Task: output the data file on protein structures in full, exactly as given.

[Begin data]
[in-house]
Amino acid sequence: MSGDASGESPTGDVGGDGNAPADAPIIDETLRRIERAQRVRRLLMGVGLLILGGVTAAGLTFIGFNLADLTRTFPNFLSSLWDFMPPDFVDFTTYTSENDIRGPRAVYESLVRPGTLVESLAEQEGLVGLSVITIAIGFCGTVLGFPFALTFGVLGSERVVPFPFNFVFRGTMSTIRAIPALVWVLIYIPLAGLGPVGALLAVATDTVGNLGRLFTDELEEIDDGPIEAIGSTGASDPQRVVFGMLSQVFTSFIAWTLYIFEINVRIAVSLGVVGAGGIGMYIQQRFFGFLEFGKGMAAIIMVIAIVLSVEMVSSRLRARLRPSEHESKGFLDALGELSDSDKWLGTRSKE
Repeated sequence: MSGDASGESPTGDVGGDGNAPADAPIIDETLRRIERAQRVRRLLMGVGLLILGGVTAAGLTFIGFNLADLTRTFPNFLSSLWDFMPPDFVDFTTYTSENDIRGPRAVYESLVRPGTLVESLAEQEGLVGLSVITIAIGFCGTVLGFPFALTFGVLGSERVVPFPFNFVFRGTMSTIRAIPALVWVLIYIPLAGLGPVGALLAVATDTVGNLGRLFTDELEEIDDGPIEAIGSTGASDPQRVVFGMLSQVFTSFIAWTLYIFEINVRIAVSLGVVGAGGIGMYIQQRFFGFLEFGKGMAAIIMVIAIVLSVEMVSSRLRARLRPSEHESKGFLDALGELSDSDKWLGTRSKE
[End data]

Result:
[in-house]
Amino acid sequence: MSGDASGESPTGDVGGDGNAPADAPIIDETLRRIERAQRVRRLLMGVGLLILGGVTAAGLTFIGFNLADLTRTFPNFLSSLWDFMPPDFVDFTTYTSENDIRGPRAVYESLVRPGTLVESLAEQEGLVGLSVITIAIGFCGTVLGFPFALTFGVLGSERVVPFPFNFVFRGTMSTIRAIPALVWVLIYIPLAGLGPVGALLAVATDTVGNLGRLFTDELEEIDDGPIEAIGSTGASDPQRVVFGMLSQVFTSFIAWTLYIFEINVRIAVSLGVVGAGGIGMYIQQRFFGFLEFGKGMAAIIMVIAIVLSVEMVSSRLRARLRPSEHESKGFLDALGELSDSDKWLGTRSKE
Repeated sequence: MSGDASGESPTGDVGGDGNAPADAPIIDETLRRIERAQRVRRLLMGVGLLILGGVTAAGLTFIGFNLADLTRTFPNFLSSLWDFMPPDFVDFTTYTSENDIRGPRAVYESLVRPGTLVESLAEQEGLVGLSVITIAIGFCGTVLGFPFALTFGVLGSERVVPFPFNFVFRGTMSTIRAIPALVWVLIYIPLAGLGPVGALLAVATDTVGNLGRLFTDELEEIDDGPIEAIGSTGASDPQRVVFGMLSQVFTSFIAWTLYIFEINVRIAVSLGVVGAGGIGMYIQQRFFGFLEFGKGMAAIIMVIAIVLSVEMVSSRLRARLRPSEHESKGFLDALGELSDSDKWLGTRSKE